In the article dealing with drug-seeking behaviour, It is a Tasmanian state-wide register that allows doctors to notify concerns about a patient’s medicine use and ensures all subsequent prescriptions for drugs of concern are listed. Pharmacists can also access this information. I believe that at least one other state runs a similar system.
In the first instance, checking to see if an individual is registered on DORA will allow the prescriber or dispenser to establish if there are conditions already in place. This is very useful out of hours when contacting GPs is often not possible.
Secondly, DORA allows ‘no fault’ registration. Once an individual is registered on the system as ‘of concern’, it does not affect them in any way, and prescribing and dispensing continues as normal. However, their primary doctor or local emergency department can simply keep an eye on what is happening, and have the data to move to the next stage if necessary. It can also be useful for noting past issues and adjusting prescribing accordingly, opening the way for frank discussion, and reducing the risk of unwise prescribing in those with a history of addiction.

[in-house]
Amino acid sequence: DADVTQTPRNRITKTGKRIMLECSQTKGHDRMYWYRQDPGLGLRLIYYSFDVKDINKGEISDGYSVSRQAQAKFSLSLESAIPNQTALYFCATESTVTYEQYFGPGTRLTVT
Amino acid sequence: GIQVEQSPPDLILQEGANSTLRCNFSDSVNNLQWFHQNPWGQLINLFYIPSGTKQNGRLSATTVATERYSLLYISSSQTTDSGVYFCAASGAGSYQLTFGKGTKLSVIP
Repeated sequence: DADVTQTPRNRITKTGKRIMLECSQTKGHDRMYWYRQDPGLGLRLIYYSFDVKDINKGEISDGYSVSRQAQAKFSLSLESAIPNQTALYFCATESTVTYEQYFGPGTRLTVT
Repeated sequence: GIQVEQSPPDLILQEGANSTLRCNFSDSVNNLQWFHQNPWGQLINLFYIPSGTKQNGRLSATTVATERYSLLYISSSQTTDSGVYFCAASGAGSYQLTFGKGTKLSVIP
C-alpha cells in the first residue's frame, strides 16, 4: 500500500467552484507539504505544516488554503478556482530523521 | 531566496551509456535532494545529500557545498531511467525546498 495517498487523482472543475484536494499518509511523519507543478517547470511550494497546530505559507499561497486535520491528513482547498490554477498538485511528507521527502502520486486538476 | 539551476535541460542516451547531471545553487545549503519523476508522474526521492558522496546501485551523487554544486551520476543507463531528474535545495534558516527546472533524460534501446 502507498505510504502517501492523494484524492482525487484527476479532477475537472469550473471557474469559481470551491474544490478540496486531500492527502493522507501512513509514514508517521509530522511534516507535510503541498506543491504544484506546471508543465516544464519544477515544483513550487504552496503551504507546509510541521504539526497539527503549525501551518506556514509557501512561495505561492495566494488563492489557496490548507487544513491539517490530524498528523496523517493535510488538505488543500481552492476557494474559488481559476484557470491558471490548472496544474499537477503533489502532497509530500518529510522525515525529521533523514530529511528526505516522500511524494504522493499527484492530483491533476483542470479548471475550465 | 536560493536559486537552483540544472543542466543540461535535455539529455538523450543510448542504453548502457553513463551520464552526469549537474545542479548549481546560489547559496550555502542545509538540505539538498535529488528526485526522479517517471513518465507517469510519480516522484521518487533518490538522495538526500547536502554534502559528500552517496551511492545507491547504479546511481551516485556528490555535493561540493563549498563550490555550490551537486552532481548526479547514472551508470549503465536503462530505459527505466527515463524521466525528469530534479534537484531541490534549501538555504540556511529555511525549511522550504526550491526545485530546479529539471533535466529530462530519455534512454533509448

Career medical officer
Mersey Community Hospital
Jenny James, the author of the article, comments:
DORA and its potential benefits. Currently Tasmania is the only state to have a real-time electronic system for reporting and recording of controlled drugs.
The Australian Government has committed
There are some potential unintended consequences